And Trump knows how to play this. His wife’s speech at the convention, clearly cribbed from Michele Obama, is a seriously twisted example of cultural appropriation that compares well with anything George Orwell might have come up with.  An anti-immigrant candidate’s Eastern European wife steals a speech from an educated native born black woman and represents it as a model of what the GOP should strive for.  This is done without the least hint of irony and the floor erupted with glee at the profundities they heard.  Which they had heard before and, as with just about everything else attached to Obama, rejected.  Rejected without any consideration as to content only with regard to who was saying it.

Of course, if Trump’s presumed policies actually went into effect, his wife might have trouble staying here.  He’d have to give her a special pardon.

But his base doesn’t care.  Melania will be fine, she can stay, because what they want more than anything is the power to say who fits and who doesn’t.

Hence the comparisons to Nazism.  The Green Card will become the new Yellow Star.  What’s in your wallet?

Shifting to the other side, the lukewarm support for Hillary is in some ways based on the exact same set of criteria.  Qualifications.  She may well be the most qualified candidate for president we have ever seen.  On paper, I cannot think of any presidential candidate ever who brings more preparedness to the office.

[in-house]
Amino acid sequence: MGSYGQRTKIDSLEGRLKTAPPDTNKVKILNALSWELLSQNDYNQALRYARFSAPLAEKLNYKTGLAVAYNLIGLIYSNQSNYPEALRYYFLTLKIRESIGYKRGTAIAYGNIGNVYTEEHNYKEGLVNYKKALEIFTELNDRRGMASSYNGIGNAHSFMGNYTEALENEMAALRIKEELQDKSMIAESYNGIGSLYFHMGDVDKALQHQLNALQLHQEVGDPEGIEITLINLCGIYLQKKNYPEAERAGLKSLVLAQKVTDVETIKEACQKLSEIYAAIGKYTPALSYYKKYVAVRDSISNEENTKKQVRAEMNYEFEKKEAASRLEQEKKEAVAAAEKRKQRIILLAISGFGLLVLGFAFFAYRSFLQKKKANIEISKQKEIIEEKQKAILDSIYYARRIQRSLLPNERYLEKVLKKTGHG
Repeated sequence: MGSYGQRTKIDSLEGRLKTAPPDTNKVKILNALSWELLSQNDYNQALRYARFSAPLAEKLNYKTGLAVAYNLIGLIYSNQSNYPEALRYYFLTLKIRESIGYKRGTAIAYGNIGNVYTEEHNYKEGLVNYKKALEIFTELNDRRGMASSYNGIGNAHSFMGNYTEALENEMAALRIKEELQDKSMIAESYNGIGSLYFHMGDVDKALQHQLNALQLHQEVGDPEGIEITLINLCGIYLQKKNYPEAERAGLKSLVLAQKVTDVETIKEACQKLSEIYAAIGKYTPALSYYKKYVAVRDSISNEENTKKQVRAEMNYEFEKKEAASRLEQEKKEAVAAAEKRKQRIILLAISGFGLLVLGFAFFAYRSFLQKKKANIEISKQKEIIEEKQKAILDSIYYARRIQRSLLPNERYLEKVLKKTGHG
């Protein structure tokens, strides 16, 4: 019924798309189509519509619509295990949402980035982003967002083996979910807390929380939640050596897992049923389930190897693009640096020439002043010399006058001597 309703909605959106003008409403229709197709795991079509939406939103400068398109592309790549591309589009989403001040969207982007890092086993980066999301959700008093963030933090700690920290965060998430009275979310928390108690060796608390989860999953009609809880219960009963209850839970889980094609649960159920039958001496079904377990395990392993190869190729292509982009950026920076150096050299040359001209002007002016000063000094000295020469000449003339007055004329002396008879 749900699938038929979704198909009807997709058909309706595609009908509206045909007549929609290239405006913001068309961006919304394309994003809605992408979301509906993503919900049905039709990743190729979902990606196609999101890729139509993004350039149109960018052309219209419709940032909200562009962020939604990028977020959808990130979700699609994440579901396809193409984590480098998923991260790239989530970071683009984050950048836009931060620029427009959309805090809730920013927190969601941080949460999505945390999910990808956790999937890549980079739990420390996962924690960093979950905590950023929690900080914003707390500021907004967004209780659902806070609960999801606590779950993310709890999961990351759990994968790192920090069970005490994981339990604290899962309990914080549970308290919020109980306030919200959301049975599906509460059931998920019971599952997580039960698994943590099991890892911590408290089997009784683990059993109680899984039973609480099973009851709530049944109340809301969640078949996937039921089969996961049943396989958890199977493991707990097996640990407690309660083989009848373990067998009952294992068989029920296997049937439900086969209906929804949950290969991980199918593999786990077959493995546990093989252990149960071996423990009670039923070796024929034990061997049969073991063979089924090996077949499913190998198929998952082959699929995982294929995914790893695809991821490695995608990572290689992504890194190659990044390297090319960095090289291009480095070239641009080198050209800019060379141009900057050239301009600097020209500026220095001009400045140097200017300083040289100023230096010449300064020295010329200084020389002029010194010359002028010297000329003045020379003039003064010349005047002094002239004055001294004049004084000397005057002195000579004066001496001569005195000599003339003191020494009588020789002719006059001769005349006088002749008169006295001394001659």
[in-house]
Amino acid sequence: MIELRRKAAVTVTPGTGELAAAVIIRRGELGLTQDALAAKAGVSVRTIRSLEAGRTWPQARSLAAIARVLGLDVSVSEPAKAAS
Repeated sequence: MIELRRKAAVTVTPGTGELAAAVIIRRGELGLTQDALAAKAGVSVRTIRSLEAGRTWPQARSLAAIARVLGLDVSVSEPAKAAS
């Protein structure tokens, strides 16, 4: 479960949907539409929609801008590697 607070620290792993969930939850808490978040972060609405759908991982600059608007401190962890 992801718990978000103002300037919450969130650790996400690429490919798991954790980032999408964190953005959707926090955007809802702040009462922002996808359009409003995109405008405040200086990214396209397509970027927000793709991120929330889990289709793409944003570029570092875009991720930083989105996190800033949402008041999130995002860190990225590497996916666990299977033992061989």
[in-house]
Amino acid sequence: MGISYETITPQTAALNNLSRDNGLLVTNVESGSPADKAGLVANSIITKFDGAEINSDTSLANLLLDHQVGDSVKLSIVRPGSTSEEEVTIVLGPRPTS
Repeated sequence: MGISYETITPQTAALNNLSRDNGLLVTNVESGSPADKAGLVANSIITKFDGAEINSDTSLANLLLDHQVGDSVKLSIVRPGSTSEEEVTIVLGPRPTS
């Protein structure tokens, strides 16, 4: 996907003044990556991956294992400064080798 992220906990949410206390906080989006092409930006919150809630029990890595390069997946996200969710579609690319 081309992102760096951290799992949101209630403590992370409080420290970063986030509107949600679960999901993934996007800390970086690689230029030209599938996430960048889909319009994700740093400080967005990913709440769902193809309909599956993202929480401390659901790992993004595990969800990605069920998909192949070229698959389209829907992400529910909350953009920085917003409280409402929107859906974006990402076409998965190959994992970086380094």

And that very thing is making a lot of people very uncomfortable.  Because America has developed, over many decades, a culture that exudes contempt for professionalism, especially in politics and especially in someone who is the wrong kind of person.

The reason Melania Trump’s plagiarism (and let me stress, I don’t for a second believe Melania did that, her speech was written for her, but someone knew exactly what they were doing) will pass through the Trump base without stirring a leaf of indignation is because Michele Obama should never have been able to make it in the first place.  She’s the “wrong” kind of person to be smart and powerful.

So, in similar fashion, is Hillary Clinton.

Now, if she were a man…

How can I suggest that?  Because the kind of subterfuge, oligarchism, and political insider creds for which she is being criticized is shared by just about any career politician who has moved for any length of time at those levels of power.  Dig deep enough, you can find exactly the kinds of shenanigans of which Hillary is suspected, but in the main none of it ever gets before a Senate committee, because in the main all of them are men and the overwhelming majority are white.  It only becomes actionable when the status quo is threatened, and here the threat is to the gender bias that should have gone away in the Seventies.